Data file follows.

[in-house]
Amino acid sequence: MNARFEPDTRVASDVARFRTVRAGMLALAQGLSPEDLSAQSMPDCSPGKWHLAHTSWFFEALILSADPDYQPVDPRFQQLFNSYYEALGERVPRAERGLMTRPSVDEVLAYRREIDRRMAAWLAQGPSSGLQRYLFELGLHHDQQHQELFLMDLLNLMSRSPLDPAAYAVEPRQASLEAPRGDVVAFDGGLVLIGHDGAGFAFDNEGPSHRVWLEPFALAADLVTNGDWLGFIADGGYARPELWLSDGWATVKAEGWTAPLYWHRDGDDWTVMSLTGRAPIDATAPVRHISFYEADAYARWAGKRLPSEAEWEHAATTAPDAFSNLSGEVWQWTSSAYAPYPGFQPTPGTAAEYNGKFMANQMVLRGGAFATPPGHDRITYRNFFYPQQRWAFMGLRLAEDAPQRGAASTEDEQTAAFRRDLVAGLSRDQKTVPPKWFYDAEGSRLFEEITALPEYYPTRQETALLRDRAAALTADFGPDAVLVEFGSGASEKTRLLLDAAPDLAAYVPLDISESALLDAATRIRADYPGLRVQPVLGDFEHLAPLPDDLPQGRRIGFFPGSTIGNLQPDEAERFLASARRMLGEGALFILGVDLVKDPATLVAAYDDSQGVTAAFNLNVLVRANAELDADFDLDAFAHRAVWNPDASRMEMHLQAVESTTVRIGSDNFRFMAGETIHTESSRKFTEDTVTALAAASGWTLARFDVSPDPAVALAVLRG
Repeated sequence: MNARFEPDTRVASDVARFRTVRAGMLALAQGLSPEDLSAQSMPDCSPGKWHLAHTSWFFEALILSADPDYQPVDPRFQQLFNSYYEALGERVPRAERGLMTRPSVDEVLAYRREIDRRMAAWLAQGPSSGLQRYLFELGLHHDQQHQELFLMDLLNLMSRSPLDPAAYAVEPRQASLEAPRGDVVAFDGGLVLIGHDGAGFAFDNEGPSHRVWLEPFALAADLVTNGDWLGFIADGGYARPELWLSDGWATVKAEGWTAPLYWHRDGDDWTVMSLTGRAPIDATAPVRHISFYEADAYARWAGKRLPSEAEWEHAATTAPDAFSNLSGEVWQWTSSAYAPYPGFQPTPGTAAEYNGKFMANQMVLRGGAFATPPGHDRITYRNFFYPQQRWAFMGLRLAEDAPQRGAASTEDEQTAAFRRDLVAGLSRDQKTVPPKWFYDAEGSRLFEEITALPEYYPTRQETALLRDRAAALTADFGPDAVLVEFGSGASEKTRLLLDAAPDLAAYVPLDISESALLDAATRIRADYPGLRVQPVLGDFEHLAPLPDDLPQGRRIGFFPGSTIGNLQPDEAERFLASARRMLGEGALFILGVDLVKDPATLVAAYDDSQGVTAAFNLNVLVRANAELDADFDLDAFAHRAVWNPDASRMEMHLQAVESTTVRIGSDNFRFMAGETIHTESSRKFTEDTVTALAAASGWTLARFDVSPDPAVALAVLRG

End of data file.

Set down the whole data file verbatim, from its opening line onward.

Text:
[in-house]
Amino acid sequence: MNARFEPDTRVASDVARFRTVRAGMLALAQGLSPEDLSAQSMPDCSPGKWHLAHTSWFFEALILSADPDYQPVDPRFQQLFNSYYEALGERVPRAERGLMTRPSVDEVLAYRREIDRRMAAWLAQGPSSGLQRYLFELGLHHDQQHQELFLMDLLNLMSRSPLDPAAYAVEPRQASLEAPRGDVVAFDGGLVLIGHDGAGFAFDNEGPSHRVWLEPFALAADLVTNGDWLGFIADGGYARPELWLSDGWATVKAEGWTAPLYWHRDGDDWTVMSLTGRAPIDATAPVRHISFYEADAYARWAGKRLPSEAEWEHAATTAPDAFSNLSGEVWQWTSSAYAPYPGFQPTPGTAAEYNGKFMANQMVLRGGAFATPPGHDRITYRNFFYPQQRWAFMGLRLAEDAPQRGAASTEDEQTAAFRRDLVAGLSRDQKTVPPKWFYDAEGSRLFEEITALPEYYPTRQETALLRDRAAALTADFGPDAVLVEFGSGASEKTRLLLDAAPDLAAYVPLDISESALLDAATRIRADYPGLRVQPVLGDFEHLAPLPDDLPQGRRIGFFPGSTIGNLQPDEAERFLASARRMLGEGALFILGVDLVKDPATLVAAYDDSQGVTAAFNLNVLVRANAELDADFDLDAFAHRAVWNPDASRMEMHLQAVESTTVRIGSDNFRFMAGETIHTESSRKFTEDTVTALAAASGWTLARFDVSPDPAVALAVLRG
Repeated sequence: MNARFEPDTRVASDVARFRTVRAGMLALAQGLSPEDLSAQSMPDCSPGKWHLAHTSWFFEALILSADPDYQPVDPRFQQLFNSYYEALGERVPRAERGLMTRPSVDEVLAYRREIDRRMAAWLAQGPSSGLQRYLFELGLHHDQQHQELFLMDLLNLMSRSPLDPAAYAVEPRQASLEAPRGDVVAFDGGLVLIGHDGAGFAFDNEGPSHRVWLEPFALAADLVTNGDWLGFIADGGYARPELWLSDGWATVKAEGWTAPLYWHRDGDDWTVMSLTGRAPIDATAPVRHISFYEADAYARWAGKRLPSEAEWEHAATTAPDAFSNLSGEVWQWTSSAYAPYPGFQPTPGTAAEYNGKFMANQMVLRGGAFATPPGHDRITYRNFFYPQQRWAFMGLRLAEDAPQRGAASTEDEQTAAFRRDLVAGLSRDQKTVPPKWFYDAEGSRLFEEITALPEYYPTRQETALLRDRAAALTADFGPDAVLVEFGSGASEKTRLLLDAAPDLAAYVPLDISESALLDAATRIRADYPGLRVQPVLGDFEHLAPLPDDLPQGRRIGFFPGSTIGNLQPDEAERFLASARRMLGEGALFILGVDLVKDPATLVAAYDDSQGVTAAFNLNVLVRANAELDADFDLDAFAHRAVWNPDASRMEMHLQAVESTTVRIGSDNFRFMAGETIHTESSRKFTEDTVTALAAASGWTLARFDVSPDPAVALAVLRG